study world religions.
2. Assess the evidence of prehistoric religions and
their major characteristics.
3. Identify and analyze the major characteristics of
Native American religions and the influence of
Christianity and non-native cultures in their
4. Identify the major characteristics of Native
African religions and assess the impact of
Christianity and Islam as well as the experience of
colonialism and independence on Africa's religious
5. Evaluate the pre-Aryan and Aryan contributions to
the development of Hinduism in India and the basic
beliefs of Hinduism as expressed in the early Vedic
6. Analyze the challenges posed to Hindu traditions
by the teachings of Jainism and Buddhism and the
relations between Hindus and Muslims in India, and
the practice of Hinduism in India today.
7. Explain the basic teachings of Mahavira and the
major contribution of Jainism to world religious
8. Discuss the life of Gautama, analyze his
teachings and the development of Theravada and
Mahayana Buddhism, and identify various Buddhist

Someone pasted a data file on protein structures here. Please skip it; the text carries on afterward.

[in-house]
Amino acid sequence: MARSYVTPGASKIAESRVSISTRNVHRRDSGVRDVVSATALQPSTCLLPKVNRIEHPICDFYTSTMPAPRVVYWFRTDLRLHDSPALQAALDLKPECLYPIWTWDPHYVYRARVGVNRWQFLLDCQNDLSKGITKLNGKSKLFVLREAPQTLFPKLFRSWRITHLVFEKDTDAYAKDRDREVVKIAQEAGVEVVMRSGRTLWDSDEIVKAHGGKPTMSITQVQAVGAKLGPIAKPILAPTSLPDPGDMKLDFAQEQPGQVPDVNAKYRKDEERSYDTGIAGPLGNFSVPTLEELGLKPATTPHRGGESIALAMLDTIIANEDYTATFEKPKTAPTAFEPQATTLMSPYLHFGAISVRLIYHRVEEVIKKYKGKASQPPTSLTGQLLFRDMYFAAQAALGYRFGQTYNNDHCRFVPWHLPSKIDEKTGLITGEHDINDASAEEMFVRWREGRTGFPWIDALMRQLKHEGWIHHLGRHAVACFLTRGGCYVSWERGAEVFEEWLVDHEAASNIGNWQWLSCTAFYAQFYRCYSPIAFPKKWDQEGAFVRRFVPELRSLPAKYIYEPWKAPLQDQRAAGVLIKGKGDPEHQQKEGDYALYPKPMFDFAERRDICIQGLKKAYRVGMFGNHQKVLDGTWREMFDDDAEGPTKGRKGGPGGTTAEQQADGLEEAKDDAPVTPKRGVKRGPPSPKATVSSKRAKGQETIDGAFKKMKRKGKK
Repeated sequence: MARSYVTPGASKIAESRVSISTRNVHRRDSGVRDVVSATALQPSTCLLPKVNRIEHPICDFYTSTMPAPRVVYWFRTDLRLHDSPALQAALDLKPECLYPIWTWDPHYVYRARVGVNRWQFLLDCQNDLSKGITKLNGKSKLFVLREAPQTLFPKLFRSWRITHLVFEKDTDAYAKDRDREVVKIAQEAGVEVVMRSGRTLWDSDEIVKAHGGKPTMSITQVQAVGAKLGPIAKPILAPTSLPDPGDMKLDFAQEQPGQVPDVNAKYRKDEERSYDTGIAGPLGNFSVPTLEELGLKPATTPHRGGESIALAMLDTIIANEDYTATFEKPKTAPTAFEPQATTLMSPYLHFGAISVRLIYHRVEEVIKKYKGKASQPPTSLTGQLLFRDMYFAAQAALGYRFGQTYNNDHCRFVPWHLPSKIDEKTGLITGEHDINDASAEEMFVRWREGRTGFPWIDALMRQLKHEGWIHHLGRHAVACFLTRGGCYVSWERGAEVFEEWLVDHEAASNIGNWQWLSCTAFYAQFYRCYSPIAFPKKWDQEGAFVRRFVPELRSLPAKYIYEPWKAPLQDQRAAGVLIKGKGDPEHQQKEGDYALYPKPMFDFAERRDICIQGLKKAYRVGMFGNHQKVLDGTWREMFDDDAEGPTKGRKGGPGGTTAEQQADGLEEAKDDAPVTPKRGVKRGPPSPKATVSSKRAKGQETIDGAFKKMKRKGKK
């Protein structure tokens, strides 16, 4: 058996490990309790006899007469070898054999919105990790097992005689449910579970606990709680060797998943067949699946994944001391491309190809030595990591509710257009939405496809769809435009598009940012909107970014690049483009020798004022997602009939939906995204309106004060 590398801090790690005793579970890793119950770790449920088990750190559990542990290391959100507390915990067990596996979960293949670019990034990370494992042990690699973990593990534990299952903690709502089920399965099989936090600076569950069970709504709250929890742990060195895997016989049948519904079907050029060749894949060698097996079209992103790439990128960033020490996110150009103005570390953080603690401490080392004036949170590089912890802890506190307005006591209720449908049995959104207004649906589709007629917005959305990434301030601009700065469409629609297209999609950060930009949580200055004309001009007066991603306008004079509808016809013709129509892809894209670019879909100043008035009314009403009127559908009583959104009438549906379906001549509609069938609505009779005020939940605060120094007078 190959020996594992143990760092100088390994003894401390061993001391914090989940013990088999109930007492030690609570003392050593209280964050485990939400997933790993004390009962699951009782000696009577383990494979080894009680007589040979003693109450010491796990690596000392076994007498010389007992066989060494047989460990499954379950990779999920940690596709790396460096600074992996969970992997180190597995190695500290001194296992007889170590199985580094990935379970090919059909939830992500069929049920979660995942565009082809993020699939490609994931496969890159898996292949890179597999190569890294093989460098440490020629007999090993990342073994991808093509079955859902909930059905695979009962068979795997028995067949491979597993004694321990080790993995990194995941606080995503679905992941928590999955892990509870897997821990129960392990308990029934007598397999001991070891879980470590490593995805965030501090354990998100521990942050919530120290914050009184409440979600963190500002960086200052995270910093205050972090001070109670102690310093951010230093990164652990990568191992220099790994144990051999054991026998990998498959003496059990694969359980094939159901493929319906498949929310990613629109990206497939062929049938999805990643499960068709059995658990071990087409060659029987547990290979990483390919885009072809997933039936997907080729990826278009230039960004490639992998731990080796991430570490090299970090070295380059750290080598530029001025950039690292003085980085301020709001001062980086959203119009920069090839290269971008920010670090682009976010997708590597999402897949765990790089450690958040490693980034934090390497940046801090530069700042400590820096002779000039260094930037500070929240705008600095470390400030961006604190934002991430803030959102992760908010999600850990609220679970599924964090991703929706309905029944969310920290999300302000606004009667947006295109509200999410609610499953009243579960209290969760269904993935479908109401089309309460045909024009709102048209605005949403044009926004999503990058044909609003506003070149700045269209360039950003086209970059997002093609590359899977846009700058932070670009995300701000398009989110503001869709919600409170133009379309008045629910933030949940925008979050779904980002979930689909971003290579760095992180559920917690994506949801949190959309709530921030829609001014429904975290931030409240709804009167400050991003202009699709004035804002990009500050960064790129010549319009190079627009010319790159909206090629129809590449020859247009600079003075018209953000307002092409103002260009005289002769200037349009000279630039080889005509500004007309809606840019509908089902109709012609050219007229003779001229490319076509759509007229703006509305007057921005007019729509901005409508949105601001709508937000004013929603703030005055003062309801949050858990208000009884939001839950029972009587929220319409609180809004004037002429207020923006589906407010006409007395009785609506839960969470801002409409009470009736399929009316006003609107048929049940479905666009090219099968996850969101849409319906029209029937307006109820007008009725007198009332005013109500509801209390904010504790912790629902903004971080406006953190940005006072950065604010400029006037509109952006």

beliefs and practices today.
9. Explain the origins of Sikhism, analyze its
historical development from a pacifist movement to a
more militant one, and discuss the divisions found
in Sikhism today.
10. Analyze the traditional religious beliefs of
China and how the decline of the feudal system
contributed to the development of Confucianism and
11. Explain and assess the basic teachings of
Confucius and Lao-tzu, and the extent to which they
developed into religions.
12. Analyze the impact of the Communist revolution
and regime on religious development in China.
13. Examine and analyze the mythological basis of
Shinto and its development in Japan, and the impact
of Buddhism and Christianity on Shinto and its
revival in the 17th century as a patriotic
14. Identify and evaluate the basic beliefs and
practices of Zoroastrianism, its contributions to
Middle Eastern religious traditions, and its present
15. Discuss and analyze the origins, beliefs and